BY JEFF DEENEY “Today I saw…” is a series of nonfiction shorts based on my experiences as a caseworker serving formerly homeless families now living in North and West Philadelphia. I decided not long after starting the job that I was seeing so many fascinating and disturbing things in the city’s poorest neighborhoods that I needed to start cataloging them. I hope this bi-weekly column serves as a record of a side of the city that many Philadelphians don’t come in contact with on a daily basis. I want to capture moments not frequently covered by the local media, which tends to only cover the most fantastically violent or sordid aspects of life there.
TODAY I SAW A Latina in pajama bottoms and bedroom slippers standing on the sidewalk near D Street and Clearfield holding onto the handlebars of a little boy’s BMX bike. Pajama bottoms and bedroom slippers became acceptable street wear in the ghetto at some point; I see young girls out pushing baby strollers or shopping on Kensington and Frankford Avenue in them almost every day. The neighborhood old heads don’t appreciate the trend; I’ve spoken to many older black and Latin men and women in North Philly who see the development in End Time terms. They say we’ve fallen real far when chronic unemployment is so acceptable and expected that young girls don’t even bother putting on pants or shoes before leaving the house any more. I once heard a woman say, “How can a girl wear her bed clothes to go shopping? It makes me think she ain’t washed her a-s-s today.”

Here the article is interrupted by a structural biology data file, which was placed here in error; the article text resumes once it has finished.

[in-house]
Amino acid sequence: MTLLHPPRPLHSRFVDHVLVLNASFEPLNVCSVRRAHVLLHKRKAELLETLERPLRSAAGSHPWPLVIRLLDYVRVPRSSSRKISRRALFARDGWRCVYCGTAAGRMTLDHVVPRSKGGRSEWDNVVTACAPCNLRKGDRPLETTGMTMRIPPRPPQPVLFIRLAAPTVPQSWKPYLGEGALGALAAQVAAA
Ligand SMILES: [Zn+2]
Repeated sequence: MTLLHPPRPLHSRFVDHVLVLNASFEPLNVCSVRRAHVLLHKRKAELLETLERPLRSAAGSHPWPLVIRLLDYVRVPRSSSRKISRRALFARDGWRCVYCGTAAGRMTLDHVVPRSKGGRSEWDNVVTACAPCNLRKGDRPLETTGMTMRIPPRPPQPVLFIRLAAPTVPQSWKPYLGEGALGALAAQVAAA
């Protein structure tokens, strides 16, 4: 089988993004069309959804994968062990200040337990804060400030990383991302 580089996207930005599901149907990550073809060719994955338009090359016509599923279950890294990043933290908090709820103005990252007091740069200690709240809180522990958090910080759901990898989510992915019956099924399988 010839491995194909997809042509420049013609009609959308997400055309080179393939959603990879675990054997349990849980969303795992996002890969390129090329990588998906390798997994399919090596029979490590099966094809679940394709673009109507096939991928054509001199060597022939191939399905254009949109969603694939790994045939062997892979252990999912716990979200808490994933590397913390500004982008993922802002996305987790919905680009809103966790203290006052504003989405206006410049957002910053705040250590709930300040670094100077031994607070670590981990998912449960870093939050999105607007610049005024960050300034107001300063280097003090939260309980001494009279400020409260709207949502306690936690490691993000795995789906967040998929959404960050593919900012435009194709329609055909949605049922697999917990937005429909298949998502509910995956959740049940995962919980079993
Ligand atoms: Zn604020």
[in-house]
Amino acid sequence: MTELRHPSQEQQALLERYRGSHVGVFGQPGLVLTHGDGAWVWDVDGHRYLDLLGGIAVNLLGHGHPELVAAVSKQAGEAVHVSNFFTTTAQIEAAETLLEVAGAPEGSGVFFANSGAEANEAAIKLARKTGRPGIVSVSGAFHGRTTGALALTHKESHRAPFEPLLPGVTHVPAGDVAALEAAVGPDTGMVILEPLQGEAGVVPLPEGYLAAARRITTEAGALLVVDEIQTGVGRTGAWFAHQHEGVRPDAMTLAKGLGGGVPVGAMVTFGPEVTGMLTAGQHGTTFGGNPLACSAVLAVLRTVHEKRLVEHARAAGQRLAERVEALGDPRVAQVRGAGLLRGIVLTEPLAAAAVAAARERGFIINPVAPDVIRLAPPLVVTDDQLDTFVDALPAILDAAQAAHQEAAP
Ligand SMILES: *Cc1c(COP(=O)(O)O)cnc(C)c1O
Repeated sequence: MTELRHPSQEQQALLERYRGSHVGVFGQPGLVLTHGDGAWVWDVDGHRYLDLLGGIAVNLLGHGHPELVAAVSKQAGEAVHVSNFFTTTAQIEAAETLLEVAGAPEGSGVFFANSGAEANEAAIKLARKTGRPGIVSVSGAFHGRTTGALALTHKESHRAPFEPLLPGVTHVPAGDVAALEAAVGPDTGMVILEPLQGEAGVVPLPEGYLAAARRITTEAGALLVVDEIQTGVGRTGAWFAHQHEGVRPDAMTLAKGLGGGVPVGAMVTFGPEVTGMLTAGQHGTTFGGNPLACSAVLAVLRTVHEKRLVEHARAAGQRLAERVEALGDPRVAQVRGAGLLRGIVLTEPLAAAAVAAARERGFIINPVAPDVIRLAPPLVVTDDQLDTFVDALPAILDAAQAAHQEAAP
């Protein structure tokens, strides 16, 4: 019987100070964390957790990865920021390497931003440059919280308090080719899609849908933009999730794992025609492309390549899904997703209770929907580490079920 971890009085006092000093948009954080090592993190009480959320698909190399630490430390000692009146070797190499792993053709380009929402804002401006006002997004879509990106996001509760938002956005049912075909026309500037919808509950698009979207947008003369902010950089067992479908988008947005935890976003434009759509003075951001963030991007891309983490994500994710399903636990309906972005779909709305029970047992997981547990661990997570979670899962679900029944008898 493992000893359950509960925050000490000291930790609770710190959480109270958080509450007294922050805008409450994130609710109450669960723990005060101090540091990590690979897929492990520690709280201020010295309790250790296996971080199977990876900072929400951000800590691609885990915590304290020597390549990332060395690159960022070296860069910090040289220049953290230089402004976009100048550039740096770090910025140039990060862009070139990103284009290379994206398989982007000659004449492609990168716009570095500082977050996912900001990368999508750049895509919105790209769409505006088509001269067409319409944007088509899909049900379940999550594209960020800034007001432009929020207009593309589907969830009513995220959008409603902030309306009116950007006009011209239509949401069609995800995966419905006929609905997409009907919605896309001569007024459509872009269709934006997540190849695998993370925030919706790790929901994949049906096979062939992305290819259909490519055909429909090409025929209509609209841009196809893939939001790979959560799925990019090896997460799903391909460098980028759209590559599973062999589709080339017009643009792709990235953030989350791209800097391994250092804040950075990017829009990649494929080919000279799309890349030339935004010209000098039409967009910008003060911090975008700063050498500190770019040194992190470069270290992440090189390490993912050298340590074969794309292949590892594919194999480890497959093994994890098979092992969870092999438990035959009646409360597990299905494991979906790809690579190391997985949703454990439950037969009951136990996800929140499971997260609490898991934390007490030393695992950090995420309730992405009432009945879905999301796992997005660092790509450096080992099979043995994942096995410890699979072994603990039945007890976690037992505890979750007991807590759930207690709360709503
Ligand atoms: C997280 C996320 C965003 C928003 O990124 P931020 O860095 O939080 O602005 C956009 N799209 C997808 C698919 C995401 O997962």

The woman holding the bike had on a pink camisole top, and a green and red dragon soared up from under its fabric, a big tattoo reaching nearly to the nape of her neck. Her face was hard, pulled tight with anger as she leaned in to say loudly right into the little boy’s ear, “You say, ‘Excuse me?'”
The little boy was maybe seven, wearing a pair of shorts and a T-shirt in need of washing. He sneered and rolled his eyes as he turned his head away: He wouldn’t pay attention to the woman let alone give her the respect she was looking for. He stared across the street and said, “I told you to watch out.”
The woman cupped his cheek and pulled his face back towards hers, demanding that he look at her. She raised her voice up another notch. “You say, ‘Excuse me?'”
The kid yanked his face out of her hand; as he pulled away he said loudly, “I told you to watch out.”
The woman put her mouth back up to the boy’s ear and screamed, “YOU SAY EXCUSE ME!” and as she did the kid yelled back, raising up to start pedaling, “I told you to watch the fuck out you fucking nasty bitch!”
The boy pedaled off, cruising slowly to show he wasn’t scared. The woman screamed at him, telling him to watch his back when he comes around, she might have one of her boy’s from the block teach him some manners in a way he’ll understand. The kid grabbed on his crotch and told her to suck his dick without looking back at her.
ABOUT THE AUTHOR: Jeff Deeney is a freelance writer who has contributed to the City Paper and the Inquirer. He focuses on issues of urban poverty and drug culture. He is also a caseworker with a nonprofit housing program that serves homeless families.
[Art: “Della” acrylic on canvas, artist unknown]